Cannabis Now, one of the country’s leading marijuana lifestyle magazines, has made the jump from media brand to brick-and-mortar retailer, bringing to life the company’s slogan, “The future of cannabis is happening now.”
The company opened its first retail location in May in Los Angeles and is in the process of raising capital to build shops in major cities across the United States.
But the Cannabis Now store on the corner of Third Street and La Cienega Boulevard in Los Angeles doesn’t sell cannabis — at least not in the conventional sense. The 3,800-square-foot shop sells a wide range of CBD products, as well as cannabis accessories, apparel and various artistic merchandise, making it a hybrid of a high-end head shop and a health-and-wellness market.
“We’ve searched the world and we’re pretty sure that we are the largest CBD-focused retail environment on the planet right now,” says Eugenio Garcia, the company’s 38-year-old founder and CEO.
Although Cannabis Now made its mark catering to the cannabis enthusiast, first as a regional medical marijuana publication, then as a nationally distributed glossy competing with the likes of High Times, Skunk and Weed World, Garcia is banking on the explosive demand for health and wellness products to carry the brand into the future.
ORIGIN AND EVOLUTION
Garcia and the small, original Cannabis Now team began publishing the magazine as a Montana medical marijuana journal in 2009. But after just two issues, the legal environment in Montana changed to essentially outlaw the dispensary model.
“The business of cannabis in Montana was pretty much wiped out, and all of our advertising went with it,” Garcia says. “So we decided to jump into the national arena from a consumer point of view.”
At that time, the only nationally distributed cannabis magazine based in the United States was High Times, the longstanding counterculture icon that hadn’t faced a true competitor since its 1974 launch.
In addition to Garcia, three key members of the original Cannabis Now team — Todd Heath, Anna Pitman and Chris Fanuzzi — are still involved in the company. Fanuzzi was the magazine’s first investor, while Heath, Pitman and senior editor Ellen Holland now lead the company’s publishing division, which also includes Hemp magazine, a quarterly sister publication of Cannabis Now.
Over the years, Cannabis Now has produced dozens of eye-catching magazine covers, most of which feature exquisite flowers, interesting farms or other representations of the cannabis plant, but some of publisher Eugenio Garcia’s favorite issues are the ones with people on the cover.
He says one that stands out to featured the former — and current — presidential candidate Bernie Sanders in 2016. Garcia says the Sanders cover was controversial at the time because the U.S. senator from Vermont is a polarizing figure who was in the middle of a presidential run.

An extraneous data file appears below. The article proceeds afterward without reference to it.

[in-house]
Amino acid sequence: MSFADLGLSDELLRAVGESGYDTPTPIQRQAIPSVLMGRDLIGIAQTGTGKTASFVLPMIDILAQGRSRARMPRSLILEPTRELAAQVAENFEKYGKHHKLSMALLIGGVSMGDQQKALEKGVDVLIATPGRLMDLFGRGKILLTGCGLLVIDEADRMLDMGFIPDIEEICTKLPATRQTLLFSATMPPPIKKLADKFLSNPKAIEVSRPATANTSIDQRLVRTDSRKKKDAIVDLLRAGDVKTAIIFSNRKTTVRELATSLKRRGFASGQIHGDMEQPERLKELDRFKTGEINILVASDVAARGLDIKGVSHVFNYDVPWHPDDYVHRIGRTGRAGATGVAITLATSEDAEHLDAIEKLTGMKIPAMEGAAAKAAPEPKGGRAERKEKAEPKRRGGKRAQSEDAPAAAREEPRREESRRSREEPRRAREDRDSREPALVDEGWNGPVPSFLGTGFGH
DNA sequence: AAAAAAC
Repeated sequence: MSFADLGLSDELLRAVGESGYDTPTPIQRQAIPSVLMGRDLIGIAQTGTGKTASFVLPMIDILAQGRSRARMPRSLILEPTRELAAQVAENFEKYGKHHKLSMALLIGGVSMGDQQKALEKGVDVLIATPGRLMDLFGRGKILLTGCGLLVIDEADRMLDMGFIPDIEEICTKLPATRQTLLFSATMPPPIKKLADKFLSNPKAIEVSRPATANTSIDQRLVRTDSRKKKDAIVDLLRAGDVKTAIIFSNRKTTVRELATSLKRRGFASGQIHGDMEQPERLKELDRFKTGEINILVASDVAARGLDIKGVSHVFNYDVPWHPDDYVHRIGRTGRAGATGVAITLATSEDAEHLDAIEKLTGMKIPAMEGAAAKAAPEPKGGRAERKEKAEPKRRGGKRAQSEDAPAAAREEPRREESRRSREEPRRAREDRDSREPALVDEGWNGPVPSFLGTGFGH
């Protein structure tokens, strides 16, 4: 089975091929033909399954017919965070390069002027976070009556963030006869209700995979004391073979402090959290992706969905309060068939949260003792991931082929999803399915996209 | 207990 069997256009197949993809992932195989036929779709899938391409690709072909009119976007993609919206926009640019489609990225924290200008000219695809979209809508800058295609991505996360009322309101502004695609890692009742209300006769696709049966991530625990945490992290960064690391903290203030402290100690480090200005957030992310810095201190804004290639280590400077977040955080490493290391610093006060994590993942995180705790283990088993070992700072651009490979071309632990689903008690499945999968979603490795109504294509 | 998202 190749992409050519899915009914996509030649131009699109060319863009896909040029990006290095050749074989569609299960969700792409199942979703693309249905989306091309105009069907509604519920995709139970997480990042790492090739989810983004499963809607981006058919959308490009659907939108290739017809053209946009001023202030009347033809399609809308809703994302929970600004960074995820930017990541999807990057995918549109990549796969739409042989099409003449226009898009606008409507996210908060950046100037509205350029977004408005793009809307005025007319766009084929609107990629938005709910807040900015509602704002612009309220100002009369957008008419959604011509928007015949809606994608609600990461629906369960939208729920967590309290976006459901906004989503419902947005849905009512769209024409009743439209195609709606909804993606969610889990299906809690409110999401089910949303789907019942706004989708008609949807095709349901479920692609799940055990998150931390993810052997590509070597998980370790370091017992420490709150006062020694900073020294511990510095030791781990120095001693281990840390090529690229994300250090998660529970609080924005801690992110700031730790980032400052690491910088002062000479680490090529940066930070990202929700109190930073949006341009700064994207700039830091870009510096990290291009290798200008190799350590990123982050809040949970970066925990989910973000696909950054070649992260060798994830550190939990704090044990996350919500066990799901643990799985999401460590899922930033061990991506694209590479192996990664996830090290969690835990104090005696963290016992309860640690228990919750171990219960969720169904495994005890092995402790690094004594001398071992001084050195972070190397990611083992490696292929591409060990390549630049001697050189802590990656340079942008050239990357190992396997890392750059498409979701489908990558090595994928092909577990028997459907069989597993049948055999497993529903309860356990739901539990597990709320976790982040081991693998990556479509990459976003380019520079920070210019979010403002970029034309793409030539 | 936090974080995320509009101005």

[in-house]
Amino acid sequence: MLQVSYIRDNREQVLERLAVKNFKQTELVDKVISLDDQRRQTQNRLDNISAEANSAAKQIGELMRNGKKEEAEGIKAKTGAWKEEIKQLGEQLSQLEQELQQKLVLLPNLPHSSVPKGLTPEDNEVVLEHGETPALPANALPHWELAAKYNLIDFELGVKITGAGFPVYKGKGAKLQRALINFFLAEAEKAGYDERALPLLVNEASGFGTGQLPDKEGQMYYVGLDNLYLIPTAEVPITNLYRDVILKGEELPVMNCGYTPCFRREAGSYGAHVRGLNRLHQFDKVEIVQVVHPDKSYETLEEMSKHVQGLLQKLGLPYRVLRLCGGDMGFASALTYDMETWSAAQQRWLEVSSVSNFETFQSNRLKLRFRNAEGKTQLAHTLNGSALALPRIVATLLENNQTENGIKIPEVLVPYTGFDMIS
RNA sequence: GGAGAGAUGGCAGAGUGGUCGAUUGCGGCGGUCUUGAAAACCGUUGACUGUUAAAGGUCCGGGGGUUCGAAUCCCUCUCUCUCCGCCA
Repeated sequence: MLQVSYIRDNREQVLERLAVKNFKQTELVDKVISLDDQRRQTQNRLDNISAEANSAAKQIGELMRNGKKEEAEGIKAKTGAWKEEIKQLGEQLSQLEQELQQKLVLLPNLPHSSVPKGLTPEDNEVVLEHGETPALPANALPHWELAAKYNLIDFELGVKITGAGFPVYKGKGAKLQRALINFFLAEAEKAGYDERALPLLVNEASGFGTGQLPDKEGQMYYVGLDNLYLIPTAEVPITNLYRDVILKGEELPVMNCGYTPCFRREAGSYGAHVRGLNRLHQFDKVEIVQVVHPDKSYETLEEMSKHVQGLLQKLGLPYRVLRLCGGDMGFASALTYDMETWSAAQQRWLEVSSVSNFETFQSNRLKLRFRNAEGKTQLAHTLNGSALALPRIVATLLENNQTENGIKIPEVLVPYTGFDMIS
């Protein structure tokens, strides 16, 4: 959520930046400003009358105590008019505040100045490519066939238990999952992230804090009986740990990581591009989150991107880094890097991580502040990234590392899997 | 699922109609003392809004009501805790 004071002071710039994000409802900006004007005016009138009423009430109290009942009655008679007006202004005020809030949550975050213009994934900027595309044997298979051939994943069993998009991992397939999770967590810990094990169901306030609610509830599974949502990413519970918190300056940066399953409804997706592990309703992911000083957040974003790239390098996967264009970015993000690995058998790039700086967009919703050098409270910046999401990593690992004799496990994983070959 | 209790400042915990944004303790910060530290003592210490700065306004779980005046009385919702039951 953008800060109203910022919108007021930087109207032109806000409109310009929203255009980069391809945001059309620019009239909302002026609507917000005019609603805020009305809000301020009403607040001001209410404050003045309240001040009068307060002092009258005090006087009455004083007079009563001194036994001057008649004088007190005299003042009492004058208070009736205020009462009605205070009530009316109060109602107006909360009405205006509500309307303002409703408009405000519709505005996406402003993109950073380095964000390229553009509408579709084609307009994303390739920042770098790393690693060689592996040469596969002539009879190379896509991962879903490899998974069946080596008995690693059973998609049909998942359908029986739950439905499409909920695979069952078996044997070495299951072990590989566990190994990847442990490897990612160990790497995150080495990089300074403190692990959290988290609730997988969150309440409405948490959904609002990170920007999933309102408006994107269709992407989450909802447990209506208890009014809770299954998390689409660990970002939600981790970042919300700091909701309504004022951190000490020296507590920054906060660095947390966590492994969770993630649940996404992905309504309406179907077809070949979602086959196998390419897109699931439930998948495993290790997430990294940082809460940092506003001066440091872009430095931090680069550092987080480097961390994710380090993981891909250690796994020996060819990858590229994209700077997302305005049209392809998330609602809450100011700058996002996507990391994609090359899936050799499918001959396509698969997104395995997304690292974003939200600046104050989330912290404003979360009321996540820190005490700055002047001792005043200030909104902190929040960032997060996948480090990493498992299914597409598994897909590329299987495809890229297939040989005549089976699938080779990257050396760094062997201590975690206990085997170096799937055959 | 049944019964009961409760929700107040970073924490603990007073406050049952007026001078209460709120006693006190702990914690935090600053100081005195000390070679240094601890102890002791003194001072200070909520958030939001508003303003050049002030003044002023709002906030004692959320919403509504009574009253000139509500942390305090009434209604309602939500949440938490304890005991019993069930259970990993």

Other memorable celebrities to grace the cover were chef Cat Cora, an advocate for cannabis normalization, and rapper Wiz Khalifa.
Khalifa might be a stereotypical celebrity stoner, “but when you actually talk to him about the plant and about his vision, it comes from a very organic and passionate and positive place, and to be able to show that was really nice,” Garcia says.
When asked about his favorite interviews the magazine has published, Garcia favors those with some of the elder statesmen of the cannabis movement, including country music legend Willie Nelson, Israeli scientist Raphael Mechoulam and medical marijuana trail blazer Dennis Peron, who died in 2018 after devoting much of his life to cannabis activism.
“Getting somebody who’s hot and up-and-coming is exciting,” Garcia says, “but being able to capture a moment in time and a conversation with these legacy individuals or somebody who might not be here in the near future is, to tell you the truth, a special aspect of what we’re doing here.”
— Garrett Rudolph
“We’ve been lucky to have a tremendous editorial team and a tremendous designer,” Garcia says. “Those three, with the support of our production and sales team, really allowed us to be on the forefront of smart, educational entertainment. Having a good team isn’t any sort of secret, but without the team, you can’t get anything done, no matter how good your ideas are.”
Cannabis Now began in what Garcia calls “probably the worst time to get into the magazine business.” Newsstand sales, across all genres of print publishing, were in free fall. Investors and advertisers alike were shifting their dollars to digital counterparts. And readers were being pulled in a thousand directions as everything in print, on television and over the internet competed for their attention. But in the decade since its launch, even as smartphones have become ubiquitous, Garcia has noticed a slow shift back toward traditional print media.
“We have been trained to absorb media by looking at our phones and that has become the new normal,” he says. “But what is also happening is people are starting to unplug. They’re coming back to books. They’re coming back to magazines. And they are coming back to alternative forms of media that do not include their smartphone as a lifestyle choice, so that they’re not staring at a screen all day.”